Despite government programs to try to equalize things, American social observers worry that there may be what they call a "digital divide." This refers to a supposed gap that separates those who have Internet access from those who do not.
America is very serious about this connection. There is a national program begun in 1996, known as E-rate, to use fees from big communication concerns to subsidize access to the Internet to ensure that Internet access will be as widely distributed as possible. It now spends some $2.25 billion a year spreading the Internet. It has been so successful that Eagle, Alaska, an isolated community of 500 near the border with the Yukon Territory, can offer its residents 30 minutes of free time every month, and the average public school in New York City had about a dozen classrooms wired for the Internet at the beginning of this school year.
Social critics worry about whether this digital divide falls in the gap between races and whether it will accentuate the difference between the rich and the poor since the rich will be connected to the Internet while the poor will not. They study the number of those who can access the Internet and even the quality and speed of their connection to determine if the gaps are narrowing or spreading.
What lies behind all this? Much less than would appear based on the noise and attention that surround the issue.
To show that some of those connected to the Internet are not really getting the full benefits, David Gollaher, chief executive of the California Healthcare Institute, a nonprofit group in La Jolla, Calif., said that his own children were not really interested until he got a high-speed connection at home. Now he is happy since they use the Internet quite a bit. What do they do? "They download a lot of music, and they listen to radio stations online," he said.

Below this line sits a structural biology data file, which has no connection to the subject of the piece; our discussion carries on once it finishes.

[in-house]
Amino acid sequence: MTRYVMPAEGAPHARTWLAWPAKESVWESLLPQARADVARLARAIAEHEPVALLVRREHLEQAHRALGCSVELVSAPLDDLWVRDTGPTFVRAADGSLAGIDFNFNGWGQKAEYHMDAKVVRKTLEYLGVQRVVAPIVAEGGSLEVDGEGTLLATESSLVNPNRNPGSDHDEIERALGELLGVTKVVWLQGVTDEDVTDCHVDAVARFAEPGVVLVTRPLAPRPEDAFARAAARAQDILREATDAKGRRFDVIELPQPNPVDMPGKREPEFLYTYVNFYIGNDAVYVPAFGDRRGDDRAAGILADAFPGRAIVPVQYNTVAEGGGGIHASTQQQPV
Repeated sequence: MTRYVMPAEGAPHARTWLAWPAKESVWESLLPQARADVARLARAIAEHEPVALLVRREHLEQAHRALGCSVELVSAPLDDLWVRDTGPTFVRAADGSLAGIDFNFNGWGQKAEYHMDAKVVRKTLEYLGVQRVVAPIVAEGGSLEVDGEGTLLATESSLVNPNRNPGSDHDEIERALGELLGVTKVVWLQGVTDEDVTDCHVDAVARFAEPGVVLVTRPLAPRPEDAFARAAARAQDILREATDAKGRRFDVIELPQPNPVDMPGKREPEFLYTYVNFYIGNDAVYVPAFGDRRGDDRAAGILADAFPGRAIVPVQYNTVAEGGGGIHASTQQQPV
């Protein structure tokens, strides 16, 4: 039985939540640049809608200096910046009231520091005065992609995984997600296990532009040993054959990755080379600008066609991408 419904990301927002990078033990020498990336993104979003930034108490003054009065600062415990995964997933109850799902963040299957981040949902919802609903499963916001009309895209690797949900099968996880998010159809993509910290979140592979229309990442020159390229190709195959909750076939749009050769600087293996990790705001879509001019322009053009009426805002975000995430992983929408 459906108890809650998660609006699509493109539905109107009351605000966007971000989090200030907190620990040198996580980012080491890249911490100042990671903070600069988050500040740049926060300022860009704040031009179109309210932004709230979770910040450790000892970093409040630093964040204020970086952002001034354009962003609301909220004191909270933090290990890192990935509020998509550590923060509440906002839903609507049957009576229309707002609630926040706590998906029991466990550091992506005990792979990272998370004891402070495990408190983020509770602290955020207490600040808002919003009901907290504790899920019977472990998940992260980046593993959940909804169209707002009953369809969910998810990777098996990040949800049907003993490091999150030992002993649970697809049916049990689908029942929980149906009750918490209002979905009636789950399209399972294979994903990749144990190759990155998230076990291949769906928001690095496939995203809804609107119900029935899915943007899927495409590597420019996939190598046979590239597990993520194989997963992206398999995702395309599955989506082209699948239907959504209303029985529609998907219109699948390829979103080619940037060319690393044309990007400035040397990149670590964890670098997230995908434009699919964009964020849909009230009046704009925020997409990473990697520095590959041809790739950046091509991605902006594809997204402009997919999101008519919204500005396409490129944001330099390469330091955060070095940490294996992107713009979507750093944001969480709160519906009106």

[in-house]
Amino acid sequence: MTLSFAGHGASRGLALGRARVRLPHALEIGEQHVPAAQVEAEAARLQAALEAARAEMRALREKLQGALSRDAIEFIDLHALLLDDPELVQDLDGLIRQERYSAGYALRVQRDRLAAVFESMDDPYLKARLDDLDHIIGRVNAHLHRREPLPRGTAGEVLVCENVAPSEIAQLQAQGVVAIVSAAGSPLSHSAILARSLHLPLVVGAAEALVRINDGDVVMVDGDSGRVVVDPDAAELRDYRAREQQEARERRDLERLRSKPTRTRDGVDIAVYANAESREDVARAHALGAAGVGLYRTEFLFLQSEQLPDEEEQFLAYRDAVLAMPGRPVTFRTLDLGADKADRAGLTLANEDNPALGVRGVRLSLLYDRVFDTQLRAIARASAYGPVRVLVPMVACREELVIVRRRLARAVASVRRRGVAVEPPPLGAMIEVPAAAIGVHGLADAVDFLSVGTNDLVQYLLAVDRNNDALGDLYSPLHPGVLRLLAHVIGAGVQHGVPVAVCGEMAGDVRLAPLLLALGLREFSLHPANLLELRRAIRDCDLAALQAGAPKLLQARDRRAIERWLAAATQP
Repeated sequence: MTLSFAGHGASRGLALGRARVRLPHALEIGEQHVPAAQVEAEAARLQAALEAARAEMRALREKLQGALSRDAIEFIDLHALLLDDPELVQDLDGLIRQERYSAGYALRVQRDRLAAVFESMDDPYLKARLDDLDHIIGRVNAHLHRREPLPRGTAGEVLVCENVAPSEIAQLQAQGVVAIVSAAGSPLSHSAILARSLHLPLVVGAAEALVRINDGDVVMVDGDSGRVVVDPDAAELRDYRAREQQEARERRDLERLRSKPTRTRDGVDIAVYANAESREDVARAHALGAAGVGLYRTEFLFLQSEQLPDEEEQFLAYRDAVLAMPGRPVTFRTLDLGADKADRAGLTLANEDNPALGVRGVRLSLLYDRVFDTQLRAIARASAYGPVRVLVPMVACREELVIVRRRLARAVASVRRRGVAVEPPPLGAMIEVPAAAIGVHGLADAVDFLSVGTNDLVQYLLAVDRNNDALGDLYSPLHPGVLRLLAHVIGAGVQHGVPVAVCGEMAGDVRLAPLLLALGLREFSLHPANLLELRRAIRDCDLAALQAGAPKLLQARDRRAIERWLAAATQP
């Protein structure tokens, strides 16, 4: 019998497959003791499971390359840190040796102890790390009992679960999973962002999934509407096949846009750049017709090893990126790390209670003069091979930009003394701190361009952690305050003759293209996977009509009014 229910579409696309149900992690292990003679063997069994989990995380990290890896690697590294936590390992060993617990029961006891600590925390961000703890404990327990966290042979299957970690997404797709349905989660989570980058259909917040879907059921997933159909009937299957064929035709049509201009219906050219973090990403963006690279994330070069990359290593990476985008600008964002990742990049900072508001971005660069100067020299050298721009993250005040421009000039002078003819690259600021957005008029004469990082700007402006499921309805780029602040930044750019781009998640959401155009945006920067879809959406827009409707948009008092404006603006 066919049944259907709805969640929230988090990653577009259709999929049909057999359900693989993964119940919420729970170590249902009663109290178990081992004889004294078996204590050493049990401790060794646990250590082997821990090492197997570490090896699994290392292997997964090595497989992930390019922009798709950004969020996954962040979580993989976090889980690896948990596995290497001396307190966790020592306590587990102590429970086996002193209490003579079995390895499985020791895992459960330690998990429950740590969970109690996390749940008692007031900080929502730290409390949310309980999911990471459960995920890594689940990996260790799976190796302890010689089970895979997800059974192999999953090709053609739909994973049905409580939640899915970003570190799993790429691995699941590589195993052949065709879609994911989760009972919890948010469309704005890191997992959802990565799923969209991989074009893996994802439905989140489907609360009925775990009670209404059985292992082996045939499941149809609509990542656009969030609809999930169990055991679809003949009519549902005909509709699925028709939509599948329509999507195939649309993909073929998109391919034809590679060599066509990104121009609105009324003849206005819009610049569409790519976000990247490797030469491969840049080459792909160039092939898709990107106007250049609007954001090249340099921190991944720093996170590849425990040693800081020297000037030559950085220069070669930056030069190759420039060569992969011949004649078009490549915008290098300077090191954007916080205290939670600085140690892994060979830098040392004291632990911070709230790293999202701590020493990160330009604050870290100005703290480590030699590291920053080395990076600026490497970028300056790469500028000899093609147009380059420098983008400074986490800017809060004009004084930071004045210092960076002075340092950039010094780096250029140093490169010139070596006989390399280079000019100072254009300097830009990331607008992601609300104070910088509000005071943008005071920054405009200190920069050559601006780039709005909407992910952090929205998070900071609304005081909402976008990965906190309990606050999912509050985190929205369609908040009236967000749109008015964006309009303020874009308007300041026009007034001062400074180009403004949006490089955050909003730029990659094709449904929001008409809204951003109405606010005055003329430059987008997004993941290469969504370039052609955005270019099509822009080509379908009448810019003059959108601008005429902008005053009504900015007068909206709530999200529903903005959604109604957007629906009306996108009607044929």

Far be it from us to decide what is best for Mr. Gollaher or his children, but we know that for ourselves this is something that we can easily pass up.
The Internet is riding a wave that can only be described as hysteria. People are overwhelmed and carried away by its "enormous potential," but so far it has only managed to grab a small share of business that already existed before the Internet started. Books have been sold for 400 years, and now they are sold on the Internet. That is hardly a revolution.
By far the most popular application on the Internet is electronic mail (e-mail, which was not prohibited by the rabbonim). Its ease, speed and ability to transmit large masses of digital information have made it an essential part of modern life for many people, and one can have e-mail without exposure to the whole Internet.
However, much of the rest of the Internet is typified by the idea of listening to radio online. It is so far just another way to access material that is available elsewhere -- and that we can easily do better without.
To be sure, the Internet is a phenomenon that touches many millions and it cannot be summed up comprehensively in a few words. There are many exceptions and special cases.
Still, there is a bubble of optimism that surrounds the Internet these days in the media and in the stock market that blows things out of all proportion to the underlying reality.
The truth is that most people will not be missing out on anything worthwhile on the Internet. The vast majority of what is there is just same material of modern culture whose undesirable effects on themselves and their families they are already struggling to minimize.